This post was inspired by a challenge tweeted by @cric_blog:
🇦🇫 🇦🇺 🇧🇩 🏴 🇮🇳 🇮🇪 🇳🇿 🇵🇰 🇿🇦 🇱🇰 🇧🇧 🇿🇼— CricBlog ✍ (@cric_blog) November 25, 2020
Make a Test XI (and 12th man) picking one current player from each of the 12 Test nations. Go!#Cricket
I responded on twitter, but there is a limit to how much detail one can go into there, so I am now putting up a blog post to provide a fuller explanation of my thoughts (I thank CricBlog for setting a tough but fun challenge and inspiring me to create a blog post – a combination of an English late autumn/ winter and lock down is not exactly ideal for providing inspiration!).
The 12 test playing nations are: Australia, Afghanistan, Bangladesh, England, India, Ireland, New Zealand, Pakistan, South Africa, Sri Lanka, West Indies and Zimbabwe. Some of these nations have many current greats to choose from, others have very few players to merit consideration. I also wished as far as possible to pick players in appropriate places in the batting order and to have a properly balanced side.
THE SQUAD FROM 1-12
- Dominic Sibley (England) – an opening batter who knows how to bat for a long time. He has impressed considerably since his selection for England, which was earned the old fashioned way by scoring shedloads for his county.
- Babar Azam (Pakistan) – he often bats no3 in long form cricket, but he can also open, his class is unquestionable, and his attacking inclinations make him a suitable partner for the solid Sibley.
- Kane Williamson (New Zealand) – one of the finest long form batters the game has ever seen, and certainly in the top handful of contemporary batters whatever the format.
- Virat Kohli (India) – Another all time great.
- Angelo Matthews (Sri Lanka) – Averages 45 with the bat and is also a potential sixth bowler with his medium pace. Sri Lanka are not especially strong at the moment, limiting one’s options in terms of selecting a team of this nature.
- +Mushfiqur Rahim (Bangladesh) – A fine wicket keeper and worth his place as a middle order batter as well, the little Bangladeshi can be counted as one of two genuine all rounders in the XI.
- *Jason Holder (West Indies) – lower middle order batter, quick bowler and captain. He has a test double century to his name and has also taken some major wicket hauls, including a six-for to start the first test series of the 2020 English season. Although the West Indies ended up losing that series I was overall impressed by Holder’s captaincy and had little hesitation over giving him that role in this team. As an aside, England owe the Windies big time for this summer and should have reciprocal tours of that part of the world high on their priority list.
- Rashid Khan (Afghanistan) – an outstanding leg spinner and a useful lower order batter, he was the easiest selection of all for this squad, so far above his compatriots does he stand.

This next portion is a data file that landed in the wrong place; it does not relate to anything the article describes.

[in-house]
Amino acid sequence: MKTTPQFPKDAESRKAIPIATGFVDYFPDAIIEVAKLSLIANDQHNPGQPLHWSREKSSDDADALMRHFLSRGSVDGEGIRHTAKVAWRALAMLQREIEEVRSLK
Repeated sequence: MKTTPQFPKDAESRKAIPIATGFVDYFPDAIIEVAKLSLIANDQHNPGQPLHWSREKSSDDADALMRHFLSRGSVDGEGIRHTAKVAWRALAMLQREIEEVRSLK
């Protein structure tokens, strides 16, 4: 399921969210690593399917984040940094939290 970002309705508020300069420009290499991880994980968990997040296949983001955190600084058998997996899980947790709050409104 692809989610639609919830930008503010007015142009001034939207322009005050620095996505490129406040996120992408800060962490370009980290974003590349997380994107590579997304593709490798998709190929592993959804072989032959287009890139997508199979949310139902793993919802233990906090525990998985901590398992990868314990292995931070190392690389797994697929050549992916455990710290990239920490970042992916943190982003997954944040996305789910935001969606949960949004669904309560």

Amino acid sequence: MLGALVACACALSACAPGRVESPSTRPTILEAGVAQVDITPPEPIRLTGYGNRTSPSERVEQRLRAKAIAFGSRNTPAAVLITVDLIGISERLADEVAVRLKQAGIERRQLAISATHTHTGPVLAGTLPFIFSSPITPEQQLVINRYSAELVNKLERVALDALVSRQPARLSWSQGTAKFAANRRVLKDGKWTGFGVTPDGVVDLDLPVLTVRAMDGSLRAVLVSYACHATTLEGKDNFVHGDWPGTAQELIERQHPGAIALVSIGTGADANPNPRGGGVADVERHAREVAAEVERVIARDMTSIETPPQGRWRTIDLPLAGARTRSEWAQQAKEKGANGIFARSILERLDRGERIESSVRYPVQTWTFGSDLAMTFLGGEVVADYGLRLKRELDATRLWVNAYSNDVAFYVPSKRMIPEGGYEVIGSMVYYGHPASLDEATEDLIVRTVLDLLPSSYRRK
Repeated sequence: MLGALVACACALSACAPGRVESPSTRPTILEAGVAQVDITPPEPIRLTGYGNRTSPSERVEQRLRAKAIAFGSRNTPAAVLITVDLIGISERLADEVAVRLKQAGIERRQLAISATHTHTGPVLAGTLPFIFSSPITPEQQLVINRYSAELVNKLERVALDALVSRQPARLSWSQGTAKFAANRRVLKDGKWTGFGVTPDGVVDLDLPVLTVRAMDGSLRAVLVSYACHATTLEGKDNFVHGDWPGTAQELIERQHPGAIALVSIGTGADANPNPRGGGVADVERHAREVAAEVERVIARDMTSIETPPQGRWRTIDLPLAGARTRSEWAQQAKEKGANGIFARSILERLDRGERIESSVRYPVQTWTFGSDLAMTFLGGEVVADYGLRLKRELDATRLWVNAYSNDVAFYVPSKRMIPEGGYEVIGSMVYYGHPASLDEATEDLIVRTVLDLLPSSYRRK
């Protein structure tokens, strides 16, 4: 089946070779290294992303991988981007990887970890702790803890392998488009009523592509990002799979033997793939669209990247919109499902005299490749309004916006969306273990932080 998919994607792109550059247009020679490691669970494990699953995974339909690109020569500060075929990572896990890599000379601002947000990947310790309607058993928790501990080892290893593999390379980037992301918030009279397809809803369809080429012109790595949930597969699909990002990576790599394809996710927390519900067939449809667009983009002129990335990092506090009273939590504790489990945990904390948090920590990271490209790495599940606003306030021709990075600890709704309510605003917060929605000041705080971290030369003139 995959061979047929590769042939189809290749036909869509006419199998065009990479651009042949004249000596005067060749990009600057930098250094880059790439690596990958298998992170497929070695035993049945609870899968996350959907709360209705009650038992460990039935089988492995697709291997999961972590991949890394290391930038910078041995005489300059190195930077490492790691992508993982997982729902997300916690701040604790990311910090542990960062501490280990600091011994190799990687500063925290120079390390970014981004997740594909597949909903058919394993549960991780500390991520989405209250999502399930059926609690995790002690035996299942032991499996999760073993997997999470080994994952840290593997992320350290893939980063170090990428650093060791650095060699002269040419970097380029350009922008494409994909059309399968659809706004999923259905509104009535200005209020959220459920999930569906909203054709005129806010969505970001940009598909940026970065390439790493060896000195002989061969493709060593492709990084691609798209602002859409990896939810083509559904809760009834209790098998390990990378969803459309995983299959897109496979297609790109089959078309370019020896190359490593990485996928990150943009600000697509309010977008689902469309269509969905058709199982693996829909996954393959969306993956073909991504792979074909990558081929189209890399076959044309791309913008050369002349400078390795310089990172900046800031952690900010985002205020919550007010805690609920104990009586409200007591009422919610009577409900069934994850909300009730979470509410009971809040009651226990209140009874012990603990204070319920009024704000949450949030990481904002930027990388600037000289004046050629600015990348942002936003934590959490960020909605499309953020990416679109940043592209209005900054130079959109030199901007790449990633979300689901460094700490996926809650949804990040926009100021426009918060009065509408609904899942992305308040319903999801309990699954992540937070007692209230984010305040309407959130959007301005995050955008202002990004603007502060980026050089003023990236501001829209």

- Mark Adair (Ireland) – pace bowler, useful lower order batter (he averages over 25 in first class cricket). He was impressive with the ball at Lord’s in 2019, his only test to date.
- Kagiso Rabada (South Africa) – pace bowler. The quickest bowler in the squad, and the best of the three pace bowlers I have named.
- Nathan Lyon (Australia) – the best current off spinner (only Murali among off spinners I have seen in action ranks as an unquestionably better bowler – sorry Swanny), and a suitable ‘spin twin’ for Rashid Khan.
- Brendon Taylor (Zimbabwe) – Zimbabwe has few stand out names at present, but as a 12th man a wicket keeper who is also a good enough willow wielder to average 35 in test cricket is a pretty decent option.
THE TEAM ANALYSED
This team has a well matched opening pair, an outstanding no 3 and 4, a no 5 who has a very respectable record, an excellent keeper/batter, and Holder filling the all rounders slot at seven. The bowling line up, with Rabada taking the new ball alongside Holder or Adair, a third high class pacer and two outstanding and contrasting spinners in Rashid Khan and Nathan Lyon is also formidable. I would fully expect this team to give a good account of itself in any conditions. For more about my ideas on selection policies and team balance you can look at my ‘All Time XIs‘ series and/or at my ‘100 cricketers‘ series.
EXTENDING THE CHALLENGE
Please feel free to use the comments to indicate your own selections, sticking to the brief of one player per test playing nation. Those who fancy a really serious challenge are invited to pick a XII on similar lines to go up against mine (without thinking too hard I can identify nos 4, 5, 6 (or 4, 5, 7 or 4,6, 7) and 11 of such a combination and would be interested to see if these names feature).
I finish this post with some photographs (to view an image at full size please click on it):